Impacts of landscape structure on butterfly range expansion
Hill, J.K.; Collingham, Y.C.; Thomas, C.D.; Blakeley, D.S.; Fox, R.; Moss, D.; Huntley, B.
Since the 1940s, the distributions of several butterfly species have been expanding in northern Europe, probably in response to climate warming. We focus on the speckled wood butterfly Pararge aegeria in order to determine impacts of habitat availability on expansion rates. We analyse observed expansion rates since 1940 and also use a spatially explicit mechanistic model (MIGRATE) to simulate range expansion in two areas of the UK which differ in their distribution of breeding habitat (woodland). Observed and simulated expansion rates were in very close agreement but were 42%–45% slower in an area that had 24% less woodland. Unlike P. aegeria, the majority of butterfly species are not currently expanding, almost certainly because of lack of suitable habitat. Incorporating the spatial distribution of habitat into investigations of range changes is likely to be important in determining those species that can and cannot expand, and for predicting potential future range changes.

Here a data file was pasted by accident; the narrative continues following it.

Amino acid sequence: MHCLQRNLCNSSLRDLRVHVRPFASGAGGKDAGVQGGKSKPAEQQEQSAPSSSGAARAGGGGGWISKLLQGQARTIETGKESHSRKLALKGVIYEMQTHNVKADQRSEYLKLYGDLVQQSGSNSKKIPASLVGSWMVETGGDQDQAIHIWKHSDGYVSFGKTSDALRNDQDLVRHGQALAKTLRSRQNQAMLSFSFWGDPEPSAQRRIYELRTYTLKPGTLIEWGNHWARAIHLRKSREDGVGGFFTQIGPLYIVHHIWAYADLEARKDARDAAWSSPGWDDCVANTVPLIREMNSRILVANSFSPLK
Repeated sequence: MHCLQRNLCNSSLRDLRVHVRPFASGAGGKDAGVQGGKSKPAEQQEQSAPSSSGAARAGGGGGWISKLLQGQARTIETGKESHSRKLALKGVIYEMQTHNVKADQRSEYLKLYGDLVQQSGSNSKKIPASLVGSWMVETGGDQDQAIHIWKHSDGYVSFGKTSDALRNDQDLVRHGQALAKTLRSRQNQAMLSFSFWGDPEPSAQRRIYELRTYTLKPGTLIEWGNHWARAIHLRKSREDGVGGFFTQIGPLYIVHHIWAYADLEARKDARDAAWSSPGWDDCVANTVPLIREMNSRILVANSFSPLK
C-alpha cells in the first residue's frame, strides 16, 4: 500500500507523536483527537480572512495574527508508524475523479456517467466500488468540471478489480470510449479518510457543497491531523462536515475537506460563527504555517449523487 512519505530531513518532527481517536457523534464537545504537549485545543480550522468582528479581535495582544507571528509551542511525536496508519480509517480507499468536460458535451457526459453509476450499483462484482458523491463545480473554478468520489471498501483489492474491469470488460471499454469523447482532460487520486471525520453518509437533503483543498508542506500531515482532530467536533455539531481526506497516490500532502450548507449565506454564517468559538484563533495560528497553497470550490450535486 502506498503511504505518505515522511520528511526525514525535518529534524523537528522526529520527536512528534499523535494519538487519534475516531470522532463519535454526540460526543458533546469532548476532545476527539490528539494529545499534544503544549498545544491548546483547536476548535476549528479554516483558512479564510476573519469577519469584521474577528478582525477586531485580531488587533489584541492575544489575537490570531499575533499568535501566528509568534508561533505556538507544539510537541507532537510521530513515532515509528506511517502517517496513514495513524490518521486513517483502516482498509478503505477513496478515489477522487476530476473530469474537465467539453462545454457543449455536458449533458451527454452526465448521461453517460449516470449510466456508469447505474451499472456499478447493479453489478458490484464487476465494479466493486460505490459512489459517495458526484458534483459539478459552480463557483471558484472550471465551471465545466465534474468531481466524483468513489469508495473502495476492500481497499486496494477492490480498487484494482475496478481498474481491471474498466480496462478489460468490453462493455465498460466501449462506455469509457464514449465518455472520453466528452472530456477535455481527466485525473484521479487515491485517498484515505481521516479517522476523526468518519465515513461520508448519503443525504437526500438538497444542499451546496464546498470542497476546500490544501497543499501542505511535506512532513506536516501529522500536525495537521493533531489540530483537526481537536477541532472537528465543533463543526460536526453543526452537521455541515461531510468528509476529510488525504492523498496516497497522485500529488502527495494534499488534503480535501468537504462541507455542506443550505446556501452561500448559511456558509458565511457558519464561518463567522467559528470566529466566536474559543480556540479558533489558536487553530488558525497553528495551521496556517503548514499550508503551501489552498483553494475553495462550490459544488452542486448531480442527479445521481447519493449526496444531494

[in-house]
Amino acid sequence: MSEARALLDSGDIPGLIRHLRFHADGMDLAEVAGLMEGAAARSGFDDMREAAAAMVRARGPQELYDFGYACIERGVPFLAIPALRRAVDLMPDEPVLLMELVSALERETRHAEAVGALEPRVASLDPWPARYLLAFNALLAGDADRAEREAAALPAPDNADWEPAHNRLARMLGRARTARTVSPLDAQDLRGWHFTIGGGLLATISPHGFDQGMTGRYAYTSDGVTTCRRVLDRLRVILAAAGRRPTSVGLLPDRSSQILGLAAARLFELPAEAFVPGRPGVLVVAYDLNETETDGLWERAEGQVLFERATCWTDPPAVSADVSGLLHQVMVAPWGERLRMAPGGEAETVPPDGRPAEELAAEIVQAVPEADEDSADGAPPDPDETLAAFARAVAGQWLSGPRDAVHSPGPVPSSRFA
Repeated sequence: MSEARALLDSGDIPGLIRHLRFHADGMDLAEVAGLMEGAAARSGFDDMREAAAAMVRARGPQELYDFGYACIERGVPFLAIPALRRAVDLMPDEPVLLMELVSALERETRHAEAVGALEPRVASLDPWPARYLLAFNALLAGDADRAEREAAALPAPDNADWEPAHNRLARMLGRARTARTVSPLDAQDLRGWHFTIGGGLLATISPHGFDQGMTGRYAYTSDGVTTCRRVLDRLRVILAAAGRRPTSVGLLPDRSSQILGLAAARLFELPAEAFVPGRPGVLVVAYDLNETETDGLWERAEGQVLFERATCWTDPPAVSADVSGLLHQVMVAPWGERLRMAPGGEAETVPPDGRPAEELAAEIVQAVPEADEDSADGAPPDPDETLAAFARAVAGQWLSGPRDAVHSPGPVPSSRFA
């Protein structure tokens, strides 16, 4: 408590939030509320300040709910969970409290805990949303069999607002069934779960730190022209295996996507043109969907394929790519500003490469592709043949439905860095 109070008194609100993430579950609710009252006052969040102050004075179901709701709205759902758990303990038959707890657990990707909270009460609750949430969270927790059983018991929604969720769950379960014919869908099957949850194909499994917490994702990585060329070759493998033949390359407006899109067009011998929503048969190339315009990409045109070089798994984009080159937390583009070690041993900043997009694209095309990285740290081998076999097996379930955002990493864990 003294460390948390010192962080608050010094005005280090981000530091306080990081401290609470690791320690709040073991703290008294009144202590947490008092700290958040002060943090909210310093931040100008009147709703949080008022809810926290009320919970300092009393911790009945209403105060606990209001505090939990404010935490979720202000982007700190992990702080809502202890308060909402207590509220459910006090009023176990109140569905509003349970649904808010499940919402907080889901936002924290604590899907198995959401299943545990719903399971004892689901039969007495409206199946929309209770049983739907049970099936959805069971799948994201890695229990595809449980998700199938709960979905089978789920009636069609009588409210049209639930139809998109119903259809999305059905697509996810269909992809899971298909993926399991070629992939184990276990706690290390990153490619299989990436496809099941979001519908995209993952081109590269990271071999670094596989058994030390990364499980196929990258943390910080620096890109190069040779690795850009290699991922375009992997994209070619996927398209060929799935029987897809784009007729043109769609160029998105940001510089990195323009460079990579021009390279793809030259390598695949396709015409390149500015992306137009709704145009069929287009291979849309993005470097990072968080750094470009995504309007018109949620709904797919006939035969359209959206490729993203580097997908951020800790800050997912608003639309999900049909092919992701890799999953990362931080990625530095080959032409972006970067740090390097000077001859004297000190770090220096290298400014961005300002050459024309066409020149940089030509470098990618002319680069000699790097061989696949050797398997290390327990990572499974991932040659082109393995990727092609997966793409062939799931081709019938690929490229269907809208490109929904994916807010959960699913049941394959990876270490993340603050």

Hill, J., Collingham, Y., Thomas, C., Blakeley, D., Fox, R., Moss, D., & Huntley, B. (2001). Impacts of landscape structure on butterfly range expansion. Ecology Letters, 4(4), 313-321. https://doi.org/10.1046/j.1461-0248.2001.00222.x
|Journal Article Type||Article|
|Publication Date||Jul 1, 2001|
|Deposit Date||May 17, 2007|
|Peer Reviewed||Peer Reviewed|
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